James Webb and Hubble show they saw a NASA probe colliding with an asteroid

James Webb and Hubble show they saw a NASA probe colliding with an asteroid

In addition to NASA’s two large space telescopes, the James Webb (JWST) and Hubble note Tuesday night’s work during which the DART spacecraft was It collided with the asteroid Demorphos, to test asteroid deflection as a planetary defense strategy. It was also the first time that the two space telescopes were examining the same celestial target at the same time.

The combined JWST and Hubble observations will allow the researchers to gather data on Dimorphos’ surface properties, or how much material their impact might have been ejected and how quickly the ejection occurred.

Photo: Space Telescope Science Institute Office of Public Outreach/NASA, European Space Agency, California Thomas, c. Lee (PSI), STScI

Since the JWST recorded the effect in the infrared and the Hubble record the effect in the visible range, the researchers could determine the size and distribution of the particles ejected during the impact in the dust cloud. When combined with the results of telescope observations from Earth, it helps to understand how effective such an effect can be in modifying the asteroid’s orbit.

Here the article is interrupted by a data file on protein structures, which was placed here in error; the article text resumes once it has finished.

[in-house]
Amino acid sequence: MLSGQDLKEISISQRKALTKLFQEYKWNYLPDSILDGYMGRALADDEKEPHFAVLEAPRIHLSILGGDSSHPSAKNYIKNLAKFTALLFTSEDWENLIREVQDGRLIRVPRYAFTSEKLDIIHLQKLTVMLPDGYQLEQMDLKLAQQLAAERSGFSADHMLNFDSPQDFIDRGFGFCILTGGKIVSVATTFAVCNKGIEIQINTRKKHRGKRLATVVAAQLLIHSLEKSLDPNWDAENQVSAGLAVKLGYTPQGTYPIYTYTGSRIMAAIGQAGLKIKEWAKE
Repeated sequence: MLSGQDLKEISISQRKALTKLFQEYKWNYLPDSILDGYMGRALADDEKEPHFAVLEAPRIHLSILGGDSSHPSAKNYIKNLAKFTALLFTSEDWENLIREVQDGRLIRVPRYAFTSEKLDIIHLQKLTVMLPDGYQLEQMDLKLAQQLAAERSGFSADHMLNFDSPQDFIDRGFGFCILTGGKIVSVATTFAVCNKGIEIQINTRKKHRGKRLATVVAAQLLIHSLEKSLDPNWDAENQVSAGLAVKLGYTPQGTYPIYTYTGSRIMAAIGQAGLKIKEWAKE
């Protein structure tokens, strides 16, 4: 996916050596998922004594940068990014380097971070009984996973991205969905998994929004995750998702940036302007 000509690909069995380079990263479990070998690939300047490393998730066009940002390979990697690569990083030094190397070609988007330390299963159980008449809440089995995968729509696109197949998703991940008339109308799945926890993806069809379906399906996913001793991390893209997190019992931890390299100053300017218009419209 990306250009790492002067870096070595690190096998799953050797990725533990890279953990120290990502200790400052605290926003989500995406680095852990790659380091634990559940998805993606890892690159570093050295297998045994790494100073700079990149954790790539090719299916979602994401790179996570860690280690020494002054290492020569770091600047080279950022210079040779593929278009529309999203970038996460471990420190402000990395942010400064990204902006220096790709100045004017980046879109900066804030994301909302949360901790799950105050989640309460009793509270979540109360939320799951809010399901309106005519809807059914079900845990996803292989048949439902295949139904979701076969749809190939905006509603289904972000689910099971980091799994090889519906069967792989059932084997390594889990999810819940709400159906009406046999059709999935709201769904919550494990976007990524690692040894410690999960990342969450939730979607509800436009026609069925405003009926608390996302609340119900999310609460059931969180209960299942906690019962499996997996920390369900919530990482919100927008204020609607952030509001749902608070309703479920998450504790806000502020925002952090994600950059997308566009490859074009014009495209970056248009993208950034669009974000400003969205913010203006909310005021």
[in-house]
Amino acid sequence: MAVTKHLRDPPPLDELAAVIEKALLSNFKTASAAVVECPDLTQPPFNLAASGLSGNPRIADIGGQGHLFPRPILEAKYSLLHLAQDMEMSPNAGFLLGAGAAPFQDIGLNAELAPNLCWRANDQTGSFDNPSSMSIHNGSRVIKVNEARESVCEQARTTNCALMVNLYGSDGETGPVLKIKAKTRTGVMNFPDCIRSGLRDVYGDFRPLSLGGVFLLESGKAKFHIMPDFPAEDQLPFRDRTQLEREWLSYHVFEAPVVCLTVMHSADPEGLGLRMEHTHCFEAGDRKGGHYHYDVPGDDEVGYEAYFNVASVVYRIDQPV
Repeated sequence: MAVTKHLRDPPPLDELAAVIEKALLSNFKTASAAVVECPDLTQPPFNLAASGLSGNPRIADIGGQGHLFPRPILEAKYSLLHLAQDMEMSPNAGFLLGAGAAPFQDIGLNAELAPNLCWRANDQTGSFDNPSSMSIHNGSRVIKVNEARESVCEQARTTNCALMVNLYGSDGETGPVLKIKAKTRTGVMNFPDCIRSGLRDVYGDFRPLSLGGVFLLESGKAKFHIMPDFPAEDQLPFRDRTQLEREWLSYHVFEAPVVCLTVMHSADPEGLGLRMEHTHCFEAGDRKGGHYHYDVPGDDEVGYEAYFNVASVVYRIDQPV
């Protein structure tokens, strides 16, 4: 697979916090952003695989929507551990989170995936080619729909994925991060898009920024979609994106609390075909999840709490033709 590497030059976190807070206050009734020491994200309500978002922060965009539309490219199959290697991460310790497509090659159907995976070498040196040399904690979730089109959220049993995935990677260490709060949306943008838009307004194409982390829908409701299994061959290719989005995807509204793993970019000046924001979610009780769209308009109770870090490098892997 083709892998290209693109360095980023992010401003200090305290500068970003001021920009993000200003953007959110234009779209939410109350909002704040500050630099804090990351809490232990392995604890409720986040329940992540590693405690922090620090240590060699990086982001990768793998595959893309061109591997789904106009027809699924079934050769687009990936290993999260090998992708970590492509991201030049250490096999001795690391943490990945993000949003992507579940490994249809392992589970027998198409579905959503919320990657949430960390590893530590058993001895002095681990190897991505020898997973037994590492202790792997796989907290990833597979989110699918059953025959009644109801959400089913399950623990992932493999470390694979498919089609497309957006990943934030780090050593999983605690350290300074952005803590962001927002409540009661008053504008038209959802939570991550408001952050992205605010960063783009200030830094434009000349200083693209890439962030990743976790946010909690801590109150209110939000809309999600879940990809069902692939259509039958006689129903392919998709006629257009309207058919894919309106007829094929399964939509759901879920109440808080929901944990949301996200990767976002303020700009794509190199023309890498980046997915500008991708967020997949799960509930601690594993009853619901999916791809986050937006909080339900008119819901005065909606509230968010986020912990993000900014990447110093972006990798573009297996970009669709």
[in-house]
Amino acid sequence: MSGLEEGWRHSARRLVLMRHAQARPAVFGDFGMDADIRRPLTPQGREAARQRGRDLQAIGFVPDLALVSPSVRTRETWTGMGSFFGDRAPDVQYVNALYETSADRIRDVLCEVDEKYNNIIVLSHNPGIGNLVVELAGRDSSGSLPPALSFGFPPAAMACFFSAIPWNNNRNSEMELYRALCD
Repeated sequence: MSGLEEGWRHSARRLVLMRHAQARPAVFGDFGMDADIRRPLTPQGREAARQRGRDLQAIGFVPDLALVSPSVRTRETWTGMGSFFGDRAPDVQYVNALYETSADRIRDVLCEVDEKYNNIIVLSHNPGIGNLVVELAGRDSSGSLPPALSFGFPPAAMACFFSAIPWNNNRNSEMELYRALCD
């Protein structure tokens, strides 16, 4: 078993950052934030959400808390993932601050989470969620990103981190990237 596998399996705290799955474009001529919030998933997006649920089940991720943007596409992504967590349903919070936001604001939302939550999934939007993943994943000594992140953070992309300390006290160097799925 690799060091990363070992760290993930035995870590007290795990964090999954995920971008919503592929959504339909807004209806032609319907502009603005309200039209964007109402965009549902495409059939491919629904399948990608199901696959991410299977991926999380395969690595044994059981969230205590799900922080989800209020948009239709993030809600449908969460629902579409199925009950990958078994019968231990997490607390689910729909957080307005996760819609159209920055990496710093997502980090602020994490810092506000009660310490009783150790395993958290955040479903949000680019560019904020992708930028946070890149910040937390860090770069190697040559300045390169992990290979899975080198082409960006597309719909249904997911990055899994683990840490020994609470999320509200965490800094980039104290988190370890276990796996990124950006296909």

The James Webb Space Telescope captured images of the site before and after the impact, and the images show a tight, compressed core with wisps of material flowing in what appears to be a plume of smoke. In the coming months, other JWST instruments will also investigate the double asteroid system, and spectroscopic data from the space telescope will also provide insight into the chemical composition of Demorphos.

Timelapse video compiled from James Webb photos – the first photo was taken just before the effect, the last 5 hours afterSource: Space Telescope Science Institute, Office of Public Awareness/NASA, European Space Agency, c. Lee (PSI), STScI

Hubble took a total of 45 images before and after the collision in visible light. In these images, the ejecta after impact appears as rays extending from the asteroid’s body, some of which appear to be slightly curved – something astronomers will need to take a closer look at to find out why. In the Hubble images, the brightness of the binary system tripled after the collision, and this brightness remained constant even after eight hours.

Hubble images were captured 22 minutes, 5 hours and 8.2 hours after the collisionPhoto: Space Telescope Science Institute Office of Public Outreach/NASA, European Space Agency, c. Lee (PSI), STScI

The Italian LICIACube has been previously reported to be associated with the effect of DART Send photos.

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